Prior to the trip, have students make data sheets for recording their observations. Headings should include "plants," "animals," "rocks," "soil," "water," and "other." Discuss with students that this exercise will help develop observation skills. Have students think about the connection between the selected stream and the larger geographic area-the watershed-and consider the source of the water flowing through the stream. Explain that a watershed is the land area that delivers runoff water and sediment to a major river and its tributaries. Using the topographic map, have students identify what watershed feeds the stream. Review the discussion questions below so students will know what to look for at the stream.
Figure 1 - Healthy Riparian Area
Figure 2 - Unhealthy Riparian Area
At the site, allow students time to make individual observations about the stream and its surroundings and record these observations on their data sheets. For example, under the heading "animals," students should record evidence that animals are living nearby and using the plants in the riparian community. Students should write down the names or descriptions of any animals they see within the study area. They should look for and record such things as footprints, scat (feces), holes in leaves or tree bark, cones that have the scales eaten, holes in acorns, webs, nests, and so on.
Back in the Classroom
Once you return to the classroom, you might ask the students the following questions for discussion:
- What did you notice about the stream environment?
- What types of plants increased in number as you approached the stream, and what plants decreased?
- What evidence of animals was present?
- What do the rocks in or near the stream tell you? (For example, exposed rocks with lighter and darker shades of coloration might indicate that the stream level is higher or lower at different times of the year.)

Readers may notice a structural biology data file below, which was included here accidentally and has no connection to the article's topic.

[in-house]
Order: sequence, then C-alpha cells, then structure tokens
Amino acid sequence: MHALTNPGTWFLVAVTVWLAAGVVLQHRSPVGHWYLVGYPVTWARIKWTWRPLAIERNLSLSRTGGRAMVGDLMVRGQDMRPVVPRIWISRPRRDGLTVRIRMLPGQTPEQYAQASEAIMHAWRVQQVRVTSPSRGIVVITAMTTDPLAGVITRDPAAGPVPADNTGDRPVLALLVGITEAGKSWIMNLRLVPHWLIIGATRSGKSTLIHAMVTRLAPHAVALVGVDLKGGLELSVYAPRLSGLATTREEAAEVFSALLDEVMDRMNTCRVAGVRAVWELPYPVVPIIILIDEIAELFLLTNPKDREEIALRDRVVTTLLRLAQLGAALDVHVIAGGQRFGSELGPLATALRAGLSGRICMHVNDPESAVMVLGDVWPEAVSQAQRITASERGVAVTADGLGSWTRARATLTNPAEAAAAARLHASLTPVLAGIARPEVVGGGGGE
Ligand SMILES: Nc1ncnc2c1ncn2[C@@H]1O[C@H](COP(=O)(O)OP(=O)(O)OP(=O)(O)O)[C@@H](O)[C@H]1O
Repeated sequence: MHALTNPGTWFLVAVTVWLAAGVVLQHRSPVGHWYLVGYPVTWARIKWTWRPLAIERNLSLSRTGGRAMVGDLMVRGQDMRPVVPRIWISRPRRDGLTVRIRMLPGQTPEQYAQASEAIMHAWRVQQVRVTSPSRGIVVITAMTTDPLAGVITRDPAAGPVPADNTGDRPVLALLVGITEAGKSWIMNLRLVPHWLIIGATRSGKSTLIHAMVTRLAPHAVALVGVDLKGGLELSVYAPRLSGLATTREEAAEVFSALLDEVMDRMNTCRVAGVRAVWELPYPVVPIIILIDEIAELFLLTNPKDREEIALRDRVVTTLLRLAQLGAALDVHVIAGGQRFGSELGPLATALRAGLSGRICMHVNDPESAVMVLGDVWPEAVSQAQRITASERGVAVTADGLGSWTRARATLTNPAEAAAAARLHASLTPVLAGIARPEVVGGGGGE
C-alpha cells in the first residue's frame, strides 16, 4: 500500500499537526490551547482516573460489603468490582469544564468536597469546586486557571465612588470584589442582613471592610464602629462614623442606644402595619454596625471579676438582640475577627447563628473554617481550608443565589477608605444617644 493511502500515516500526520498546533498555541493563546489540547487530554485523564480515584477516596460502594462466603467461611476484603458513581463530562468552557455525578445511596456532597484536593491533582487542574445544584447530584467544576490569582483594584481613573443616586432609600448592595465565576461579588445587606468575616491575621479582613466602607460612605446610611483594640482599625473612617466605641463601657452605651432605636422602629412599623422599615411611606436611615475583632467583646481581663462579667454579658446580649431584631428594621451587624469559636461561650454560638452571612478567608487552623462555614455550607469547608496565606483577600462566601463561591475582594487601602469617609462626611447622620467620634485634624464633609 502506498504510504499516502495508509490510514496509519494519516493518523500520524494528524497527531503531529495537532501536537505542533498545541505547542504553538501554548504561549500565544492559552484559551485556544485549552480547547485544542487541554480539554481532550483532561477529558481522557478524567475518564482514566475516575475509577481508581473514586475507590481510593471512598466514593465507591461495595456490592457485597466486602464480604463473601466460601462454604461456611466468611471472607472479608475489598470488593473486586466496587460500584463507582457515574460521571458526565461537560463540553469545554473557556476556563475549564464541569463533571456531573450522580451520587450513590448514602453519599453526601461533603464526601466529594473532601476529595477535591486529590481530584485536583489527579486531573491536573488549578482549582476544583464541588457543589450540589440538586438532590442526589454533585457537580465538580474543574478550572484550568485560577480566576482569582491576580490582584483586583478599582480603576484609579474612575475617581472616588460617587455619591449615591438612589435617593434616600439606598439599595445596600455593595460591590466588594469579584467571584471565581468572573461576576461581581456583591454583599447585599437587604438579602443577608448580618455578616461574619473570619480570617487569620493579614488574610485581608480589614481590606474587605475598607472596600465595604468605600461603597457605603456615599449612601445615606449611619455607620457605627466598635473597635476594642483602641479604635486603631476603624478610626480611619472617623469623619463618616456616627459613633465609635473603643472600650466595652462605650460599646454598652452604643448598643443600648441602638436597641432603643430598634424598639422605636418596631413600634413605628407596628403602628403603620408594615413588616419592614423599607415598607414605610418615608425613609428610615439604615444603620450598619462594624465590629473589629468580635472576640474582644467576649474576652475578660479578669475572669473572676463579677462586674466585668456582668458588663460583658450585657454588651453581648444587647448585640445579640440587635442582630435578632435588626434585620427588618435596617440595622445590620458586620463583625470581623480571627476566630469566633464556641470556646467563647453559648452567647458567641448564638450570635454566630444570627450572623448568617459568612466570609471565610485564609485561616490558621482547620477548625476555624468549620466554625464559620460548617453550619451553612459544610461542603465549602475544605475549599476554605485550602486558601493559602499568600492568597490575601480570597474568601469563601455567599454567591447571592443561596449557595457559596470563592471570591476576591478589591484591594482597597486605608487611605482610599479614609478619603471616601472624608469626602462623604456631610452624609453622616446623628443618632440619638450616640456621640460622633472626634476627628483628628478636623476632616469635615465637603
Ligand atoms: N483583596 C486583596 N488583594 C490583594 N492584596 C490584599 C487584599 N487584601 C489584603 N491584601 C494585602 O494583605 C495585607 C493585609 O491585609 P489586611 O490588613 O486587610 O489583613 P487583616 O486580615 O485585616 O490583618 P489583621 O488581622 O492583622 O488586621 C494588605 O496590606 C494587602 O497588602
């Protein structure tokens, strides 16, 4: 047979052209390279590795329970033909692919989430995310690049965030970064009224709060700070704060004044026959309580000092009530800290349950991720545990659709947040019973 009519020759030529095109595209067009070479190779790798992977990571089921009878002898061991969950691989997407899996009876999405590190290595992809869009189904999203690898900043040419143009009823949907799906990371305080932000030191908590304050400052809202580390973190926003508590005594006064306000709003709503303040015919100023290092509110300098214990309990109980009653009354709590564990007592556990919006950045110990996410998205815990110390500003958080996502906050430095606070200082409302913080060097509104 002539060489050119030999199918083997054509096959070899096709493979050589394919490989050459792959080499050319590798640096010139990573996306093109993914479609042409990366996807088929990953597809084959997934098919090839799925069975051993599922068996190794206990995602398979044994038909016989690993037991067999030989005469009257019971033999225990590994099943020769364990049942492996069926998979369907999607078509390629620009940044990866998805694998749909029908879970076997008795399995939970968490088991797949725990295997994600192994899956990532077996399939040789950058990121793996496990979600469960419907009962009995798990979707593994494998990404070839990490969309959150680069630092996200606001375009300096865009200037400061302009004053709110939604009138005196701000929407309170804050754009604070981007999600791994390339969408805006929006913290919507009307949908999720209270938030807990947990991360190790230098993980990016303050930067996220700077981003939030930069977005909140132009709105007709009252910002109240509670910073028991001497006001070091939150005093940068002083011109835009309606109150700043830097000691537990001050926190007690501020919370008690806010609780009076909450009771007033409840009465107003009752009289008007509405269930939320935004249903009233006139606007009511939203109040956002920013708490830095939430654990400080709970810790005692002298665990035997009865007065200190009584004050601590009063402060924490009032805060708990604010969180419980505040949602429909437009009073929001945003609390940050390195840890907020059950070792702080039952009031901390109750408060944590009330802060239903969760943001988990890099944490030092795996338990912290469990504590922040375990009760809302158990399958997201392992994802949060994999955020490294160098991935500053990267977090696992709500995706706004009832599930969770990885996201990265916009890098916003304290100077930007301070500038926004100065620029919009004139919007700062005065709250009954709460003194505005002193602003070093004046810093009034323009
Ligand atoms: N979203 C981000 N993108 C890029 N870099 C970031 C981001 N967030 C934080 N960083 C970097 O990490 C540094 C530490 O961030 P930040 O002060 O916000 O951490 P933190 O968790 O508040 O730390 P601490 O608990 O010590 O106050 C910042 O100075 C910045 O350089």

- What are the indicators that the riparian zone is healthy or unhealthy? (Stable or eroded banks, heavy or sparse vegetation, well-defined or poorly defined stream channels, diverse native plants or monocultures of invasive species.)
- What activities in the area might be threatening the health of the riparian area?
- What is the likely source of the water in the stream? What are some of the ways that water gets from a mountain top (melting snow) to the stream? Where does the water ultimately come from?
- How big is this watershed compared to other watersheds?
- How important is the stream in the environment?
- How important is the stream to the people who inhabit the area?
Forbs are not grass but are herbaceous plants. Their beautiful flowers attract wildlife.
Grasses in the High Plains have a specialized adaptation that allows the roots to store water. The roots of blue grama grass are extremely extensive, containing up to 90 percent of the plant's mass. The leaves extend only a few centimeters above the ground and the seed heads grow less than half a meter tall.
Note: If a field trip is not possible, an alternative activity could be conducted using photographs of various healthy and unhealthy riparian areas. Photograph nearby stream areas or contact a local office of the Bureau of Land Management or U.S. Forest Service to obtain photographs of riparian areas. These offices sometimes keep "before" and "after" photographs to document progress in restoring riparian areas. Have students assess the condition of the areas shown in the photographs using criteria listed above.
Finally, have students consider projects for improving the health of the stream and riparian areas they observed (for example, cleaning up trash and debris in and around riparian areas, planting vegetation along streams, stabilizing eroding streambanks). Consider the feasibility of implementing some of these measures, making sure to contact the proper land-managing authorities before initiating any projects, and consulting with experts on the benefits of the proposed measures.